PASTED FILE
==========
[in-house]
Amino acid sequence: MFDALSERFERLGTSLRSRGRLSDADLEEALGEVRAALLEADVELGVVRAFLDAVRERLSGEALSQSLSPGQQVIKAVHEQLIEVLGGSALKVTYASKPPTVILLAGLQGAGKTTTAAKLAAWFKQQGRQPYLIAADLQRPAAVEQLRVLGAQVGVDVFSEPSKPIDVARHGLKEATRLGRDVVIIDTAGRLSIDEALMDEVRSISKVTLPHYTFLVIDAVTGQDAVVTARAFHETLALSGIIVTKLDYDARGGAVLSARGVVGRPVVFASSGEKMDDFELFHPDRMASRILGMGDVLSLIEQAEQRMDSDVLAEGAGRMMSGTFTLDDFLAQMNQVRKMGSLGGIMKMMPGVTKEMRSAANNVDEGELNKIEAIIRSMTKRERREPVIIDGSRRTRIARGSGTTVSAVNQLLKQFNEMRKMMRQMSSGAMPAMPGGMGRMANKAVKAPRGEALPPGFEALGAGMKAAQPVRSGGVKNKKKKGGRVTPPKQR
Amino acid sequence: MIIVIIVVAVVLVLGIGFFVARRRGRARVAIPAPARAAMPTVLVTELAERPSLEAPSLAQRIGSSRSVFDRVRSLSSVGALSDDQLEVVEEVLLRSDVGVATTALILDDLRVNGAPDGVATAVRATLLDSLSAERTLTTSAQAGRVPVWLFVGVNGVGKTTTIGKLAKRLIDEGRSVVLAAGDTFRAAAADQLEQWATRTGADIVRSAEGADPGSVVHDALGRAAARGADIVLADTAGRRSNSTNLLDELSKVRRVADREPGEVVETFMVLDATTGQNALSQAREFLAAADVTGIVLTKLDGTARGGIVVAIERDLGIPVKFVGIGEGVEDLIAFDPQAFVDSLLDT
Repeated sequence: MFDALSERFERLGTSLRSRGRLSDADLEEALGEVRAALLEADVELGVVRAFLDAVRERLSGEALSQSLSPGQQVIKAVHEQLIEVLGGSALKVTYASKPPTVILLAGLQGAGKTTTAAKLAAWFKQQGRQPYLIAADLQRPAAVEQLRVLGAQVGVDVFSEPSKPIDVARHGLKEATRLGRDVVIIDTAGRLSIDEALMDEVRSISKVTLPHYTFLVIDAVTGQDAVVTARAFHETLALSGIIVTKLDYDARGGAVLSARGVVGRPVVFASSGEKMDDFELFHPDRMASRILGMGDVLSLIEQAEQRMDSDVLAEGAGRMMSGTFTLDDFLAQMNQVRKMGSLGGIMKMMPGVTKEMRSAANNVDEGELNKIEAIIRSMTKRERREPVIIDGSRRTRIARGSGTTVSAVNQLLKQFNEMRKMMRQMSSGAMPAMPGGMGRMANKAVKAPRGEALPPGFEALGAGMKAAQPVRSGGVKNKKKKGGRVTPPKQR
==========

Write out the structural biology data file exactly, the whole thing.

[in-house]
Amino acid sequence: MFDALSERFERLGTSLRSRGRLSDADLEEALGEVRAALLEADVELGVVRAFLDAVRERLSGEALSQSLSPGQQVIKAVHEQLIEVLGGSALKVTYASKPPTVILLAGLQGAGKTTTAAKLAAWFKQQGRQPYLIAADLQRPAAVEQLRVLGAQVGVDVFSEPSKPIDVARHGLKEATRLGRDVVIIDTAGRLSIDEALMDEVRSISKVTLPHYTFLVIDAVTGQDAVVTARAFHETLALSGIIVTKLDYDARGGAVLSARGVVGRPVVFASSGEKMDDFELFHPDRMASRILGMGDVLSLIEQAEQRMDSDVLAEGAGRMMSGTFTLDDFLAQMNQVRKMGSLGGIMKMMPGVTKEMRSAANNVDEGELNKIEAIIRSMTKRERREPVIIDGSRRTRIARGSGTTVSAVNQLLKQFNEMRKMMRQMSSGAMPAMPGGMGRMANKAVKAPRGEALPPGFEALGAGMKAAQPVRSGGVKNKKKKGGRVTPPKQR
Amino acid sequence: MIIVIIVVAVVLVLGIGFFVARRRGRARVAIPAPARAAMPTVLVTELAERPSLEAPSLAQRIGSSRSVFDRVRSLSSVGALSDDQLEVVEEVLLRSDVGVATTALILDDLRVNGAPDGVATAVRATLLDSLSAERTLTTSAQAGRVPVWLFVGVNGVGKTTTIGKLAKRLIDEGRSVVLAAGDTFRAAAADQLEQWATRTGADIVRSAEGADPGSVVHDALGRAAARGADIVLADTAGRRSNSTNLLDELSKVRRVADREPGEVVETFMVLDATTGQNALSQAREFLAAADVTGIVLTKLDGTARGGIVVAIERDLGIPVKFVGIGEGVEDLIAFDPQAFVDSLLDT
Repeated sequence: MFDALSERFERLGTSLRSRGRLSDADLEEALGEVRAALLEADVELGVVRAFLDAVRERLSGEALSQSLSPGQQVIKAVHEQLIEVLGGSALKVTYASKPPTVILLAGLQGAGKTTTAAKLAAWFKQQGRQPYLIAADLQRPAAVEQLRVLGAQVGVDVFSEPSKPIDVARHGLKEATRLGRDVVIIDTAGRLSIDEALMDEVRSISKVTLPHYTFLVIDAVTGQDAVVTARAFHETLALSGIIVTKLDYDARGGAVLSARGVVGRPVVFASSGEKMDDFELFHPDRMASRILGMGDVLSLIEQAEQRMDSDVLAEGAGRMMSGTFTLDDFLAQMNQVRKMGSLGGIMKMMPGVTKEMRSAANNVDEGELNKIEAIIRSMTKRERREPVIIDGSRRTRIARGSGTTVSAVNQLLKQFNEMRKMMRQMSSGAMPAMPGGMGRMANKAVKAPRGEALPPGFEALGAGMKAAQPVRSGGVKNKKKKGGRVTPPKQR